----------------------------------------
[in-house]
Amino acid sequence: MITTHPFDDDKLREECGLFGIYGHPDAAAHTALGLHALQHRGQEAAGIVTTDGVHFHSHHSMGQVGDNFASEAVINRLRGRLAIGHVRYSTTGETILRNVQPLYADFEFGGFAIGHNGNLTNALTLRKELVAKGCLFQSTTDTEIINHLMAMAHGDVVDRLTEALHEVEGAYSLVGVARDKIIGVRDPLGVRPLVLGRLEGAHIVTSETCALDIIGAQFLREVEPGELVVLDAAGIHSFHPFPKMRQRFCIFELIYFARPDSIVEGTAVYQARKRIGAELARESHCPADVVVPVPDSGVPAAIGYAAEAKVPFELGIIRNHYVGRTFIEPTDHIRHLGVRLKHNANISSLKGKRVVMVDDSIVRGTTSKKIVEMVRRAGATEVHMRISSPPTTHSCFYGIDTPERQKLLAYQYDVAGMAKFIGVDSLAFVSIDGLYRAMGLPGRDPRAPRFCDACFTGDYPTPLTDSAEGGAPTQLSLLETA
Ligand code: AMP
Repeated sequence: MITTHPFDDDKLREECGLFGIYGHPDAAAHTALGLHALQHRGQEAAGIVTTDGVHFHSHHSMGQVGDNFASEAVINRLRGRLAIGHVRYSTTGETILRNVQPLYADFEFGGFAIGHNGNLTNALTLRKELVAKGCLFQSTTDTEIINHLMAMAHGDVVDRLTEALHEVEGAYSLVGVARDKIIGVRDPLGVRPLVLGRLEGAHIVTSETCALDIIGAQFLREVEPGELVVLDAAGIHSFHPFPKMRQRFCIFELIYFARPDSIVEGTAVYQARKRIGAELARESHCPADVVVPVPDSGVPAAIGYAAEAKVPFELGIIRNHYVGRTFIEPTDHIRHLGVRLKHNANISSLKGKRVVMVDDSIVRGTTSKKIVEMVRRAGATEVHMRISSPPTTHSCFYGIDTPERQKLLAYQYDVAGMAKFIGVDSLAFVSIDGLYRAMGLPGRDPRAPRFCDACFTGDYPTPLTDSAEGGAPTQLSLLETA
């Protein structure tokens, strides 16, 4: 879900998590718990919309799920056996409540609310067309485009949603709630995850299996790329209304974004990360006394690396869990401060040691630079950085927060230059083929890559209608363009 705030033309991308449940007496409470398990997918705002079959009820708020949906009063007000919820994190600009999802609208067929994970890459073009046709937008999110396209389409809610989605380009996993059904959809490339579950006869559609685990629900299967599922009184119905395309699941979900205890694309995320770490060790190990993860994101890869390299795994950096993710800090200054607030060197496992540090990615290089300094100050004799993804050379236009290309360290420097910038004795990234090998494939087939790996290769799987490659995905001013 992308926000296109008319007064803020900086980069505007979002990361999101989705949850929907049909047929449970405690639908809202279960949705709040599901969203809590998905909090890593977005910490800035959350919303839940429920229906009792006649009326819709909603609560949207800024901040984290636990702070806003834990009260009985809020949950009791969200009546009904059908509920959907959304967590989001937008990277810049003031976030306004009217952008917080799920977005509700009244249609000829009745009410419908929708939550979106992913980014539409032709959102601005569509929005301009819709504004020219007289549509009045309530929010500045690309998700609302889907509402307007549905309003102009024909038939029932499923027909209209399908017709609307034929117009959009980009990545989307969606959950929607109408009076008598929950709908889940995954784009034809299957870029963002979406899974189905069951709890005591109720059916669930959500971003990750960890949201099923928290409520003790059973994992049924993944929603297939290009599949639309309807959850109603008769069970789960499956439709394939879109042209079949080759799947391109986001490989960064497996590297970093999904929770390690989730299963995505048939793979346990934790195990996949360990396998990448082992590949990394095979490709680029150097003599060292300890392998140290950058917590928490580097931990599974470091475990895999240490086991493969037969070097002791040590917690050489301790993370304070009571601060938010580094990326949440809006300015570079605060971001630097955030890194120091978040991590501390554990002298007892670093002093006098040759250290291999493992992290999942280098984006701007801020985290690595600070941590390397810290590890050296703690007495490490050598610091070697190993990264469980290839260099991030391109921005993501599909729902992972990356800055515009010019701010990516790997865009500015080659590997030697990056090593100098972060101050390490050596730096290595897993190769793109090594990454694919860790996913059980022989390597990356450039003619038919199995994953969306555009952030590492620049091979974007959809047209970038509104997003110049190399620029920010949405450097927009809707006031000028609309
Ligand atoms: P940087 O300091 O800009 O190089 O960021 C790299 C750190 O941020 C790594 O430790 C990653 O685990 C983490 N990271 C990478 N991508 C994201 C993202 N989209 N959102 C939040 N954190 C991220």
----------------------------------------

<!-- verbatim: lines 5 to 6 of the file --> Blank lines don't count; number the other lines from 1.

């Protein structure tokens, strides 16, 4: 879900998590718990919309799920056996409540609310067309485009949603709630995850299996790329209304974004990360006394690396869990401060040691630079950085927060230059083929890559209608363009 705030033309991308449940007496409470398990997918705002079959009820708020949906009063007000919820994190600009999802609208067929994970890459073009046709937008999110396209389409809610989605380009996993059904959809490339579950006869559609685990629900299967599922009184119905395309699941979900205890694309995320770490060790190990993860994101890869390299795994950096993710800090200054607030060197496992540090990615290089300094100050004799993804050379236009290309360290420097910038004795990234090998494939087939790996290769799987490659995905001013 992308926000296109008319007064803020900086980069505007979002990361999101989705949850929907049909047929449970405690639908809202279960949705709040599901969203809590998905909090890593977005910490800035959350919303839940429920229906009792006649009326819709909603609560949207800024901040984290636990702070806003834990009260009985809020949950009791969200009546009904059908509920959907959304967590989001937008990277810049003031976030306004009217952008917080799920977005509700009244249609000829009745009410419908929708939550979106992913980014539409032709959102601005569509929005301009819709504004020219007289549509009045309530929010500045690309998700609302889907509402307007549905309003102009024909038939029932499923027909209209399908017709609307034929117009959009980009990545989307969606959950929607109408009076008598929950709908889940995954784009034809299957870029963002979406899974189905069951709890005591109720059916669930959500971003990750960890949201099923928290409520003790059973994992049924993944929603297939290009599949639309309807959850109603008769069970789960499956439709394939879109042209079949080759799947391109986001490989960064497996590297970093999904929770390690989730299963995505048939793979346990934790195990996949360990396998990448082992590949990394095979490709680029150097003599060292300890392998140290950058917590928490580097931990599974470091475990895999240490086991493969037969070097002791040590917690050489301790993370304070009571601060938010580094990326949440809006300015570079605060971001630097955030890194120091978040991590501390554990002298007892670093002093006098040759250290291999493992992290999942280098984006701007801020985290690595600070941590390397810290590890050296703690007495490490050598610091070697190993990264469980290839260099991030391109921005993501599909729902992972990356800055515009010019701010990516790997865009500015080659590997030697990056090593100098972060101050390490050596730096290595897993190769793109090594990454694919860790996913059980022989390597990356450039003619038919199995994953969306555009952030590492620049091979974007959809047209970038509104997003110049190399620029920010949405450097927009809707006031000028609309
Ligand atoms: P940087 O300091 O800009 O190089 O960021 C790299 C750190 O941020 C790594 O430790 C990653 O685990 C983490 N990271 C990478 N991508 C994201 C993202 N989209 N959102 C939040 N954190 C991220």